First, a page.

Region

Africa

Caring for Children in Ethiopia

Abigail Bekele, Pulitzer Center student fellow from Guilford College, traveled to Ethiopia to report on children's homes that provide care for children who do not live with family.

Dividing Lines

The fight against militias that roam CAR's displaced persons camps and now persecute the very people they claim to protect.

Child Soldiers of South Sudan

In South Sudan there are still 19,000 children in armed forces, with boys trained to fight and girls taken as "wives."

Disaster Science During the Ebola Outbreak

Research during a disaster can seem frivolous when there aren’t enough resources to handle the immediate response. But in the Ebola outbreak it's become clear that data collection must happen now.

Central African Republic: Hidden Heart of Africa

The Central African Republic is one of the last truly wild places on earth, a sparsely populated country that until recently remained quietly anonymous. So why did it descend into chaos?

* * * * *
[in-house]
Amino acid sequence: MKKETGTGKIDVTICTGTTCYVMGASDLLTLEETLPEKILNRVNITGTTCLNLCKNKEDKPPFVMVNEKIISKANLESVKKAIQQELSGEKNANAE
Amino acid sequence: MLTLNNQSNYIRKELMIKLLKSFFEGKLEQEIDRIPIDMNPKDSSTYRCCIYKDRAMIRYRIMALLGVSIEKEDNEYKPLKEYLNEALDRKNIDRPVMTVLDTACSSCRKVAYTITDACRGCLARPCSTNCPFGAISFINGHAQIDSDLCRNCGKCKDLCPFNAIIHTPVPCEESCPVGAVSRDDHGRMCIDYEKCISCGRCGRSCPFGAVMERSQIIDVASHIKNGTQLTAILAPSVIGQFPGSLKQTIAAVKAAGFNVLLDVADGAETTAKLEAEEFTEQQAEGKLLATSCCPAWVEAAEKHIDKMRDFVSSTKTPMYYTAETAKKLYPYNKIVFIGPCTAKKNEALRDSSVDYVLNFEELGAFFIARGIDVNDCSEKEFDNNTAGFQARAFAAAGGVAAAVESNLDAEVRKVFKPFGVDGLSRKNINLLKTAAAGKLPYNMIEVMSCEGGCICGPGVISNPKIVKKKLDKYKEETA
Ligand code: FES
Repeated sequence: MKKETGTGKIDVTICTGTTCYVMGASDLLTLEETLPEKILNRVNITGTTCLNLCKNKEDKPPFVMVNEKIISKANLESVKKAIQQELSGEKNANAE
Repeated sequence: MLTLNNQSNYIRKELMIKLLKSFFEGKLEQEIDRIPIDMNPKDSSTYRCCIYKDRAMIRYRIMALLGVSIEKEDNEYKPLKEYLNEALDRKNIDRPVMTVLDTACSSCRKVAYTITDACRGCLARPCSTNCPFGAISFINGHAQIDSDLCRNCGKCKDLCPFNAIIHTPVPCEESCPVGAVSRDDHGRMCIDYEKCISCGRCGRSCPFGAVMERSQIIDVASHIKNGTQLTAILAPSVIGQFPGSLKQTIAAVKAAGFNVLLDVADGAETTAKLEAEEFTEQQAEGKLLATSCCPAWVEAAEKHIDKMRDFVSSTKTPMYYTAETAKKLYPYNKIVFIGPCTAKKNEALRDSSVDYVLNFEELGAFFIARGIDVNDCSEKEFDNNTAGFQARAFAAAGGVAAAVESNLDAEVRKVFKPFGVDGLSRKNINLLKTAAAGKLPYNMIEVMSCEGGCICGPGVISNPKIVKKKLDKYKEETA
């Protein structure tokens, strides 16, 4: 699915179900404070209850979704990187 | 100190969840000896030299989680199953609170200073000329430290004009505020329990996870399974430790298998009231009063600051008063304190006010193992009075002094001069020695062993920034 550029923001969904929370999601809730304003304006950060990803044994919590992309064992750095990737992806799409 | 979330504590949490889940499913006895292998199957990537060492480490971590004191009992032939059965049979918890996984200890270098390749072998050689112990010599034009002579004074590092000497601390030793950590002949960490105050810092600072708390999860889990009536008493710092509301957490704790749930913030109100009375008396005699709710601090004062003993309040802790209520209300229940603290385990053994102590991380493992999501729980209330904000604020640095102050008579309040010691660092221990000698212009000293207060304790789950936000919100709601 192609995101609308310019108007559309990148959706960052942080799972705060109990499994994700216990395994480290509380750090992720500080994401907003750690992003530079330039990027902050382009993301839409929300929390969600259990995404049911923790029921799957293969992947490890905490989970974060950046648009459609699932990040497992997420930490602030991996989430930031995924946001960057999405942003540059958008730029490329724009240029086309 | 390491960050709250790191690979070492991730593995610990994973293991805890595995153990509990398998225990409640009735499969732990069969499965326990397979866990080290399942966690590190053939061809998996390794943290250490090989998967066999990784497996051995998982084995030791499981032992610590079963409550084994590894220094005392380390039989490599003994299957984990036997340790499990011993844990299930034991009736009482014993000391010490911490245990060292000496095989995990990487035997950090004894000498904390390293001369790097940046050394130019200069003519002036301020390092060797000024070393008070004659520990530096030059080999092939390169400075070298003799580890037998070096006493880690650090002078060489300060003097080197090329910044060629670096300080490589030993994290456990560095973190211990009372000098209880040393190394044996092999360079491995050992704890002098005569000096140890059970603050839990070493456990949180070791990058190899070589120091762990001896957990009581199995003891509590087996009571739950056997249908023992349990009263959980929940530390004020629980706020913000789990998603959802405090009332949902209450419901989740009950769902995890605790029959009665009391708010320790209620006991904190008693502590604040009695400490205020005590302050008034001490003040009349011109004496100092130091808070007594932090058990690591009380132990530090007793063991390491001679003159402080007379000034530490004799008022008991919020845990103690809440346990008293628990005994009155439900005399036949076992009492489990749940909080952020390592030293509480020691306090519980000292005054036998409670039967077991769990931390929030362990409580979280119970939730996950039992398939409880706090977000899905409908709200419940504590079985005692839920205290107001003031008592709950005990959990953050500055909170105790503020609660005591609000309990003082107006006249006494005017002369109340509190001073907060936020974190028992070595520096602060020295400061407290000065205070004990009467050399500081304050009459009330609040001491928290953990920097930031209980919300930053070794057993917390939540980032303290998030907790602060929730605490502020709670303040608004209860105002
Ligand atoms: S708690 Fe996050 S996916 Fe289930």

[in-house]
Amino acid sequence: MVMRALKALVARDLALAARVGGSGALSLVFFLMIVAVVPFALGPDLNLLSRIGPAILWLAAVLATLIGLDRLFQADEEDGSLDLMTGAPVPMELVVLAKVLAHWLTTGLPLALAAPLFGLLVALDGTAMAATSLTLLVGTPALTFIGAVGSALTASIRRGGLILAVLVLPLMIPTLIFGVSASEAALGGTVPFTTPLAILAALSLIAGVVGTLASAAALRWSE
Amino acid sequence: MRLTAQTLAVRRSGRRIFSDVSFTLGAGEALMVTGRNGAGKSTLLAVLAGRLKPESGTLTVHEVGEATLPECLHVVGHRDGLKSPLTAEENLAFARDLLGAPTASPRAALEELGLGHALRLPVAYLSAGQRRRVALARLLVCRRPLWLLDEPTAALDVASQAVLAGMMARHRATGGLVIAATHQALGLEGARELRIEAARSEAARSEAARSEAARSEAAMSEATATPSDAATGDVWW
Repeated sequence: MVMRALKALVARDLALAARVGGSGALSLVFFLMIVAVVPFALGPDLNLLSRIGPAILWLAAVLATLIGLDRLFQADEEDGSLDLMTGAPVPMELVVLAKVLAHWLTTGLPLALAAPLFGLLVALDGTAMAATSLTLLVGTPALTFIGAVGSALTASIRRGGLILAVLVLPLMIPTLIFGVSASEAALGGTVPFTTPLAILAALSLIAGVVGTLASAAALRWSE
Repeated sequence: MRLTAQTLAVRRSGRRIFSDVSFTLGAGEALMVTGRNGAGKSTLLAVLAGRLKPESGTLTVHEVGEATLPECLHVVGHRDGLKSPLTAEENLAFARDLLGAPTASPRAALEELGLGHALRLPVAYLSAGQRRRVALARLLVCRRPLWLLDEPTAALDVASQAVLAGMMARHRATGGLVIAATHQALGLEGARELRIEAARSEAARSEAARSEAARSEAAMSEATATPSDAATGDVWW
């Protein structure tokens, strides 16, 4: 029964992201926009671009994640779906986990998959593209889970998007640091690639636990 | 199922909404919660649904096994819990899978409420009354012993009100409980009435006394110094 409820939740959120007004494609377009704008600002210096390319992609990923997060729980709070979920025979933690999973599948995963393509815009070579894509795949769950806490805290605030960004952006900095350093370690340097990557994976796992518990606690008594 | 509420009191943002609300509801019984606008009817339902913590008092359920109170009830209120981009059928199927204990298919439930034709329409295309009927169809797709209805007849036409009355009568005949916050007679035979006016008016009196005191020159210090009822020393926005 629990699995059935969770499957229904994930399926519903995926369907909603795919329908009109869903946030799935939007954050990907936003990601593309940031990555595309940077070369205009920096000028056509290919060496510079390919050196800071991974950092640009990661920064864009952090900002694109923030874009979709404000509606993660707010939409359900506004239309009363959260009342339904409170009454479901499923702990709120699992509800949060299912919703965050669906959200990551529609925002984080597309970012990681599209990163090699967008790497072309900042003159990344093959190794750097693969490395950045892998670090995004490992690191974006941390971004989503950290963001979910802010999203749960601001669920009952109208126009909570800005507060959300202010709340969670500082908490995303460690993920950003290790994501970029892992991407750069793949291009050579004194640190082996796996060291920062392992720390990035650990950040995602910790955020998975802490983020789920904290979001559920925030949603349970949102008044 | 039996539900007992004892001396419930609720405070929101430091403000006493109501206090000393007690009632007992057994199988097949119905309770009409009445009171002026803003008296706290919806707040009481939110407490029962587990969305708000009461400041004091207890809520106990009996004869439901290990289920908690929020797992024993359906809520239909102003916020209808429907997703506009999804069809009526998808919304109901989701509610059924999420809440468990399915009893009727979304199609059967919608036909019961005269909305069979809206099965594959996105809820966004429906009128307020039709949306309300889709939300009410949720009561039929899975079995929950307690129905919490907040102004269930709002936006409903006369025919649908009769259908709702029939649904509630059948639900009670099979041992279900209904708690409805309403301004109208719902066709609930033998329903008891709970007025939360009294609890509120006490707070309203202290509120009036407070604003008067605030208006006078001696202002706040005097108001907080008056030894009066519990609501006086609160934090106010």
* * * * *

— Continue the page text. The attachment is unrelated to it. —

Saving Kenya’s Mothers

Kenya continues to lose 7,000 mothers to preventable deaths each year. If the solutions are known, why has there been so little progress in saving their lives?

Everyday Africa: Pulitzer Center Education Programming

The Pulitzer Center is proud to partner with the Everyday Africa initiative and its founders, and with students and educators across the globe, to expand the project's reach and educational potential.

Cervical Cancer in Uganda

In the U.S., the HPV vaccine and regular pap smears have almost stopped the pervasiveness of cervical cancer in its tracks. In Uganda, however, cervical cancer is the most fatal cancer for women.

When Militiamen Rule

Less than three years after independence, South Sudan collapsed into civil war. Thousands have died and famine looms on the horizon. Can rebel-leaders-turned-politicians lead the way to peace?

Black Gold in the Cradle of Mankind

Turkana in Kenya’s arid north is the most important place you’ve likely never heard of, quintessential to understanding mankind. Now, Turkana has oil. Is it a pending resource-curse catastrophe?